Last week’s decision to delay full reopening was curious in many ways. Why is the prime minister so determined on an irreversibility he can’t guarantee? Why the delay now? And if you are going to delay for four weeks, why not make it five to at least coincide with the end of the school term? But the most curious aspect of all has been the almost total lack of attention paid to the continued restriction which is likely to affect the most people: the injunction to work from home if we can.
Maybe I wasn’t paying enough attention, but I had to struggle for several minutes online on Monday evening, after listening to the announcements and reporting, to confirm that that advice will indeed remain in place. Since then we’ve heard suggestions that working from home may even become a right.
Perhaps too many MPs and journalists are already in the office. Perhaps those working at home are enjoying themselves. Perhaps policymakers and commentators have little idea of the impact on the lives of millions. Perhaps it’s because they have not been trying to run a business remotely for the past 15 months.
Let’s start though with some facts. Always a good idea when writing from the anecdote of one’s own experience. As of a month ago just over a quarter of all working adults were, according to the Office for National Statistics, working exclusively from home. A further 11 per cent were working partly from home. That’s down from the February peak, but that’s still an awful lot of people not going in to the office.
Us home workers should remember, though, that more than half the working population are back at their normal place of work — schools and hospitals, shops and warehouses, restaurants and pubs, factories and construction sites.
Businesses in that survey, rightly as it turns out, reported considerable uncertainty over when their staff would be returning. Once they do return most expect to offer more flexibility over at least some home working.
Most organisations have learnt from recent experience. There are likely to be long-term positive effects on the way we work and the flexibility we enjoy. The ONS concludes, though, that “while many workers clearly prefer working from home, today’s research suggests their bosses remain unconvinced”.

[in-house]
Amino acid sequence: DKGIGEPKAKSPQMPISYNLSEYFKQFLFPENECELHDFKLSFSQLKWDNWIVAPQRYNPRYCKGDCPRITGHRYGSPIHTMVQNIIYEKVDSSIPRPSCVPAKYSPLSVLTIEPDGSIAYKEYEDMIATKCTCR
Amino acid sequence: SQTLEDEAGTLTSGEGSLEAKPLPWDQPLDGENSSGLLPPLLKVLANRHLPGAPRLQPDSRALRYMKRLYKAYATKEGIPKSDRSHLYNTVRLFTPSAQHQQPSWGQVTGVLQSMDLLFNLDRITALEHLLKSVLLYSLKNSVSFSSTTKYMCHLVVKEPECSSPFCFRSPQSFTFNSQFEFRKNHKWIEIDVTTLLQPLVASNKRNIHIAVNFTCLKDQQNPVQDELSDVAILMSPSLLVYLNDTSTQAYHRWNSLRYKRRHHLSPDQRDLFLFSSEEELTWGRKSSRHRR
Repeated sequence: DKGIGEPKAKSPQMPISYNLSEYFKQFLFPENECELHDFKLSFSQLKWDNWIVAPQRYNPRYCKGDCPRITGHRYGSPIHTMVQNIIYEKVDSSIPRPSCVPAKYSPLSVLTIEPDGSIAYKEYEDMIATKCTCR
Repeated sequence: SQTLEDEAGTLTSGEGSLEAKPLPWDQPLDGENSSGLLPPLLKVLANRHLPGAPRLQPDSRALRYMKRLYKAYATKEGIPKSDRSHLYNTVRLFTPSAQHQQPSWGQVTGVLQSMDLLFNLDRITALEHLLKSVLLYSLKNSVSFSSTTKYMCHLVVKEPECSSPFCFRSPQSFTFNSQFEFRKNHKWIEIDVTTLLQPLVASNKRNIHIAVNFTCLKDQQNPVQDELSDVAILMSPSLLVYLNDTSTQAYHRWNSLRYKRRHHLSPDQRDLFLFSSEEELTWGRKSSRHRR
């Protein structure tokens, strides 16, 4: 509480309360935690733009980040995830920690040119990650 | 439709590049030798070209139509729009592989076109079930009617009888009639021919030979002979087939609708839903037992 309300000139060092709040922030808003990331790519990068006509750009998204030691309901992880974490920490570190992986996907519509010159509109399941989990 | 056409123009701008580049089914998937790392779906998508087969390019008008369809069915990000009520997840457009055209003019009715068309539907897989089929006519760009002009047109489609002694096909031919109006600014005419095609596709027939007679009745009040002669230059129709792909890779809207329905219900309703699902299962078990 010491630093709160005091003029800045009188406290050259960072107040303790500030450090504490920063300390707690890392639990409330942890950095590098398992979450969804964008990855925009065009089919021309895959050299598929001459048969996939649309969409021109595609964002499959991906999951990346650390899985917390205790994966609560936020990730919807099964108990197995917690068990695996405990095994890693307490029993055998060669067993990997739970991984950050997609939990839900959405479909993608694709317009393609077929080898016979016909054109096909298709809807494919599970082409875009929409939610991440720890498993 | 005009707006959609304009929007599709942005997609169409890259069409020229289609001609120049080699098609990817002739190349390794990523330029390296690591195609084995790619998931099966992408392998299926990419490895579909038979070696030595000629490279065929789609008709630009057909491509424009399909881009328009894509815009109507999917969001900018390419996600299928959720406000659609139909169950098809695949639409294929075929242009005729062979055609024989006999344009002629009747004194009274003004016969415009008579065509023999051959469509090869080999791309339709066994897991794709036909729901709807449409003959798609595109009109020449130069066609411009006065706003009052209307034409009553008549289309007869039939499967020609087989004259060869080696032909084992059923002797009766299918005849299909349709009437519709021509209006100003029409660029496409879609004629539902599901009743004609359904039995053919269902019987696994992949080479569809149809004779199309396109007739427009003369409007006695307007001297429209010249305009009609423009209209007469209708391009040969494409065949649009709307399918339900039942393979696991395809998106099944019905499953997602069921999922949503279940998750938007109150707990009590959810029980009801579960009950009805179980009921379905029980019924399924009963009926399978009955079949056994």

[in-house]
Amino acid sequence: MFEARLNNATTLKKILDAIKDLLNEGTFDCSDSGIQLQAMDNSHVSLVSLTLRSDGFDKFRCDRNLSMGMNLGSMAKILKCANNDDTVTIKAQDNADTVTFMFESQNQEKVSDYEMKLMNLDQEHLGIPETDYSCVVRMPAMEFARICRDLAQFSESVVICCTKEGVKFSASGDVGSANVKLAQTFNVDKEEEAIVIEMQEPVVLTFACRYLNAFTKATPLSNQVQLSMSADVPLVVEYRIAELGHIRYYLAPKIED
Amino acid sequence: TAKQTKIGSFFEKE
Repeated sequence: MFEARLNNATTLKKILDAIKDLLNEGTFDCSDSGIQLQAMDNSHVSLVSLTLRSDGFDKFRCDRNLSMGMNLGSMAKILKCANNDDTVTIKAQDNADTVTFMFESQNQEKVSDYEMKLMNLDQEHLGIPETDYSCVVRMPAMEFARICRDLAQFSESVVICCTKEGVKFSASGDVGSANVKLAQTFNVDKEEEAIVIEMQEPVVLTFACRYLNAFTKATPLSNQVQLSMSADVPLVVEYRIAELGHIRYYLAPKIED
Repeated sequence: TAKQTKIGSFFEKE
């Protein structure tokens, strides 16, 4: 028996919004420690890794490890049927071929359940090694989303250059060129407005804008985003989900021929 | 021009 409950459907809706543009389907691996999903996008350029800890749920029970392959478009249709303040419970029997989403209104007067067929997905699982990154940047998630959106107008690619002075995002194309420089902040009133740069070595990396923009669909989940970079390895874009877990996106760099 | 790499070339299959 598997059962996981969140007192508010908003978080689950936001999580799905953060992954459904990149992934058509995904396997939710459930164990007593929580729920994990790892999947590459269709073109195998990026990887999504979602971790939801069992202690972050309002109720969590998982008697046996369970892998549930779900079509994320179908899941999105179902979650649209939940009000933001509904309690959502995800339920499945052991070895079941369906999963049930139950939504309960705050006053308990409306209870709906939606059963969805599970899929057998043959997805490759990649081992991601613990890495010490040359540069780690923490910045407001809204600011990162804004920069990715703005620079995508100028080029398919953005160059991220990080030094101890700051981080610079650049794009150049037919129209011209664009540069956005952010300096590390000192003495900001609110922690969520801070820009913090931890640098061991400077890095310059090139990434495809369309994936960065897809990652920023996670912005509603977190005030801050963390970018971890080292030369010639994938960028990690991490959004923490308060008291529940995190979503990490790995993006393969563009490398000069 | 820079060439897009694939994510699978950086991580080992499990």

I am in the unconvinced category, at least as regards the predominantly home-working model we have been running since last March. While a hybrid system may work well, the wider economic evidence we have suggests that entirely home working is, in most circumstances, less productive than office working.
Like most, we at the IFS have fared much better than we feared when all this began. Most of our work has transferred relatively easily online. That is partly because we have been living off accumulated social capital. The senior team has been stable and we know each other well. Staff turnover has been relatively modest. Most still know each other and the culture of the organisation. Bit by bit, month by month, though, that accumulated capital is depreciating.
There are more and more new starters who haven’t met most of their colleagues, or experienced much of the culture. Learning and training remotely is possible, but it’s harder and slower than in person. The big downside that employees report in the ONS survey is that home working makes it harder to work with others. There are few jobs where that does not matter. Where you are trying to build a collaborative, inclusive and learning culture it matters enormously. Employers report concerns over the impact of home working on communication, working culture and productivity. As David Solomon, the boss of Goldman Sachs, has said, full-time working from home is not ideal for an “innovative, collaborative, apprenticeship culture”.
These are slow-burn issues. We and most other office-based organisations can continue to work from home. Following the guidance means that we will largely continue to do so. But month by month, almost imperceptibly, the costs mount. The costs increase with uncertainty. There is also a planning blight affecting the events, trips and meetings which have hitherto been the lifeblood of working life. And that’s before taking account of the harm done to the mental health of those who struggle with the isolation of working from home.
It is no doubt the almost hidden and gradual nature of these effects which explain the lack of attention paid to the continuation of this guidance. The impact on the entertainment and hospitality venues which can’t operate at full capacity is more immediately damaging. But bit by bit it is grinding us down.
That’s not to say we will or should return to where things were. We have learnt that there are new and sometimes better ways of doing things. Many of us at the IFS will spend more of our time working from home in the future than before the pandemic struck. That will be our choice though, just as it will be for thousands of other businesses up and down the country making the choices that work for them.
Putting off the moment at which we can make that choice, in the interests of the wellbeing of our own staff and the health of our own organisations, creates costs which are growing over time. I’d feel just a little bit better if I were confident that all this was at least being recognised and weighed in the balance by those making the decisions which have so fundamentally affected our lives.
This article was originally published in The Times and is reproduced here with kind permission